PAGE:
The game industry’s marquee conference, the DICE (Design, Innovate, Communicate, Entertain) Summit, is going to open with the geek equivalent of Star Trek’s Kirk and Spock. Film maker J.J. Abrams, who is directing the next Star Wars movie, will appear on stage with Valve co-founder Gabe Newell to talk about storytelling across digital entertainment platforms.
The opening keynote discussion at the conference will feature a conversation between the giants of two different entertainment industries in a talk entitled, “Storytelling Across Platforms: Who Benefits Most, the Audience or the Player?” We’ll be there, covering it live.
Abrams’ presence at the game event will inevitably invite discussion about the marriage of Hollywood and gaming, two industries that have had a mixed history together. But “transmedia” entertainment properties, or those that cross into different media, have become a bigger deal, leading to either huge entertainment blockbusters or flops.
Abrams is clearly the more famous entertainment celebrity, but Newell — whose company has made blockbusters such as Half-Life, Portal, and Left 4 Dead — has an equally committed fan community in the gaming space. At DICE, Newell will enter into the game industry’s Hall of Fame.
The keynote will take place on Feb. 6, the opening day of the 2013 DICE Summit at the Hard Rock Hotel in Las Vegas. The Academy of Interactive Arts and Sciences (AIAS) produces the summit, and it will feature an awards program that is akin to the Oscars of games.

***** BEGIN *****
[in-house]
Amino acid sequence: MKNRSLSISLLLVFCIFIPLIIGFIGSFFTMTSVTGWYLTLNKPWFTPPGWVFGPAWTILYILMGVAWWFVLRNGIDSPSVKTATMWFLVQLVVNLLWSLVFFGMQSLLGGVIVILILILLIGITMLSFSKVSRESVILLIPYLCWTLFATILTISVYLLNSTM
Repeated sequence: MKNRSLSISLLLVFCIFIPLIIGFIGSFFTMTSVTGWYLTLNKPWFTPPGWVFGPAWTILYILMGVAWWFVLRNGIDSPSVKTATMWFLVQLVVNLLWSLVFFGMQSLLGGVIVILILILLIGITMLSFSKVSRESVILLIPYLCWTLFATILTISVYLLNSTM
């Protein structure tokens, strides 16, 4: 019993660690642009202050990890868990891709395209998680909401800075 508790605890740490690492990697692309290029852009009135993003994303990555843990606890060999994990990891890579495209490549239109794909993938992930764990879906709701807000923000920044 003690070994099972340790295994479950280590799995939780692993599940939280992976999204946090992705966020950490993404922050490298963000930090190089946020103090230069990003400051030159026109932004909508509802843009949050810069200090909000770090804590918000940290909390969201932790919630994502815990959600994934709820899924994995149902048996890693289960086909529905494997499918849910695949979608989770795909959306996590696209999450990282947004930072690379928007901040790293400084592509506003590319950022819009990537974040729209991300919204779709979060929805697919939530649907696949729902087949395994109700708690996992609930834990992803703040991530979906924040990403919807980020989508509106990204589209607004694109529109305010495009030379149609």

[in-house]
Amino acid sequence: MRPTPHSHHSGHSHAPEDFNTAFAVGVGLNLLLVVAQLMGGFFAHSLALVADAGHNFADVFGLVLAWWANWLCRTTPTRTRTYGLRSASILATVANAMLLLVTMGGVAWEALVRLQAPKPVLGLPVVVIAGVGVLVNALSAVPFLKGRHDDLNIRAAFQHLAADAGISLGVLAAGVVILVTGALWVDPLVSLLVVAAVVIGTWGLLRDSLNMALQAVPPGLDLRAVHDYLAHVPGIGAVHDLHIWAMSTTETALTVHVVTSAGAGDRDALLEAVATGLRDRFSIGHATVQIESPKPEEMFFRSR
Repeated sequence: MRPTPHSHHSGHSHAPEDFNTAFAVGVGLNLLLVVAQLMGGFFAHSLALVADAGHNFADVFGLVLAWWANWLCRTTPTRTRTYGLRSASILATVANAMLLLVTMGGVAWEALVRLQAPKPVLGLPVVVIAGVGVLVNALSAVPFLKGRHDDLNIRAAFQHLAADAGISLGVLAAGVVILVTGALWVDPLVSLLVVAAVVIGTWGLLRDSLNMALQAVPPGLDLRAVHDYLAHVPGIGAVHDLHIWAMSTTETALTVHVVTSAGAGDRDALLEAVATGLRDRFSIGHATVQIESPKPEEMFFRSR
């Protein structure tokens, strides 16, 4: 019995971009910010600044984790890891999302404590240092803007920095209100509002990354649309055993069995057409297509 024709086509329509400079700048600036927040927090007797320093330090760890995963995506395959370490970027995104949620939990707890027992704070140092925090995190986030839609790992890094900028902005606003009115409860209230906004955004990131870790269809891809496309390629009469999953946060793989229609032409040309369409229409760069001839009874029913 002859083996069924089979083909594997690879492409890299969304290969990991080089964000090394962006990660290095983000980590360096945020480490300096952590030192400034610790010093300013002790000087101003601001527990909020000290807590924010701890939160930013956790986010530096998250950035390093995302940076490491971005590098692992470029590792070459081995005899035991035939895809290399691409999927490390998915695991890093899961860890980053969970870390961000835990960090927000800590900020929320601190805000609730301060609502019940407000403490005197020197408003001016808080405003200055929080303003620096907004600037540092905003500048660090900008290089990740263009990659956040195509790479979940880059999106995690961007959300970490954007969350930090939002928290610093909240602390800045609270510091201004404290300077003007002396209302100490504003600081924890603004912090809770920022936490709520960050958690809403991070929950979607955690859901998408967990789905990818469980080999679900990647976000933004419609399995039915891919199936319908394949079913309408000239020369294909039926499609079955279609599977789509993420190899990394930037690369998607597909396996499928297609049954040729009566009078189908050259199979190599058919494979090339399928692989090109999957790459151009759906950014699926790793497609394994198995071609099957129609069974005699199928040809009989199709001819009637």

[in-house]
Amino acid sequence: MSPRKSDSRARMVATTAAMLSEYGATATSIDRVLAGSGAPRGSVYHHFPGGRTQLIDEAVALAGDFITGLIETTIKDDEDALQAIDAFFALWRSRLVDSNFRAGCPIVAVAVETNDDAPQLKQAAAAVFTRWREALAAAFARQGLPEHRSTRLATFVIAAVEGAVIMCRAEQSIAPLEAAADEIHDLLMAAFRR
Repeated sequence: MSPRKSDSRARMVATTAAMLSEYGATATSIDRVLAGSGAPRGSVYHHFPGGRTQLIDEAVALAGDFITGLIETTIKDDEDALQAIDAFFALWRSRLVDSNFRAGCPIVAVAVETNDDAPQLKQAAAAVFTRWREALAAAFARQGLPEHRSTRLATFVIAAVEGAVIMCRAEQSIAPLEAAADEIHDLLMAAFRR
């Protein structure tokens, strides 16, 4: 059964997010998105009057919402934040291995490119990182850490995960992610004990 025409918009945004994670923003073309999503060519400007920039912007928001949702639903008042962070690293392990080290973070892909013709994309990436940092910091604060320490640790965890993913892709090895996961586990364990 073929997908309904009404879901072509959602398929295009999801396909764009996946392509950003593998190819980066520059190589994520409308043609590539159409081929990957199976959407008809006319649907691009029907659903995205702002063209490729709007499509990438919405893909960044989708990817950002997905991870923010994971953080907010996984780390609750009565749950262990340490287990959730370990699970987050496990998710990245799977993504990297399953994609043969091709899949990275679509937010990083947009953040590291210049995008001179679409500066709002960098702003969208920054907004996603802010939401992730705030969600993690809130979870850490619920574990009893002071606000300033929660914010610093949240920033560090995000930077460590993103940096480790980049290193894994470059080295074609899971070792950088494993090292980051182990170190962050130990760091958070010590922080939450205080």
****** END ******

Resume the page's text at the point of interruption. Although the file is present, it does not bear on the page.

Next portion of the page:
“This about great entertainment, storytelling, and creativity,” said Martin Rae, president of the AIAS, in an interview with GamesBeat. “It’s about how two very different people have a conversation about what is important in entertaining their audiences. I know DICE attendees will be fascinated with what these two incredible people will have to say.”
Lucasfilm, which Disney acquired for $4 billion, recently confirmed Abrams as the director of the next Star Wars film, the seventh episode in the series.
“J.J. is involved in activities that resonate with game people,” Rae said. “And Gabe looked out ahead of everybody and anticipated what gamers needed. They’re brilliant and creative but come from different places.”
Abrams is the founder and president of Bad Robot Productions. Formed in 2001, Bad Robot has made films and television series such as Cloverfield, Mission Impossible: Ghost Protocol, ABC’s Lost, Fox’s Fringe, and CBS’s Person of Interest. In 1998, Abrams co-created his first television series, Felicity; he then created and executive produced Alias in 2001, and co-created and executive produced Lost in 2004. In 2006, Abrams directed his first feature film, Mission: Impossible 3, followed by 2009’s Star Trek and 2011’s Super 8, which he also wrote. His most recent feature, Star Trek Into Darkness, will open in May.
Through Bad Robot Interactive, Abrams also created two award-winning apps, Super 8 and Action Movie FX. Rae said, “J.J. is about pushing entertainment to people using different media. The question for the future is how do you want the audience to be engaged? The entertainment of the future will be more interactive.”
Newell will also speak on the morning of Feb. 7 in a talk entitled “A View on Next Steps.” That talk will focus on the game industry. Newell made headlines recently when he unveiled plans to create an open-source, Linux-based video game console for use with televisions. The machine uses Valve’s Steam service, which dominates the field of digital-game distribution.
Rae said the Abrams-Newell conversation will stream live online.
[Image credits: JJ Abrams by Joi Ito, Flickr Creative Commons; Gabe Newell, Dean Takahashi]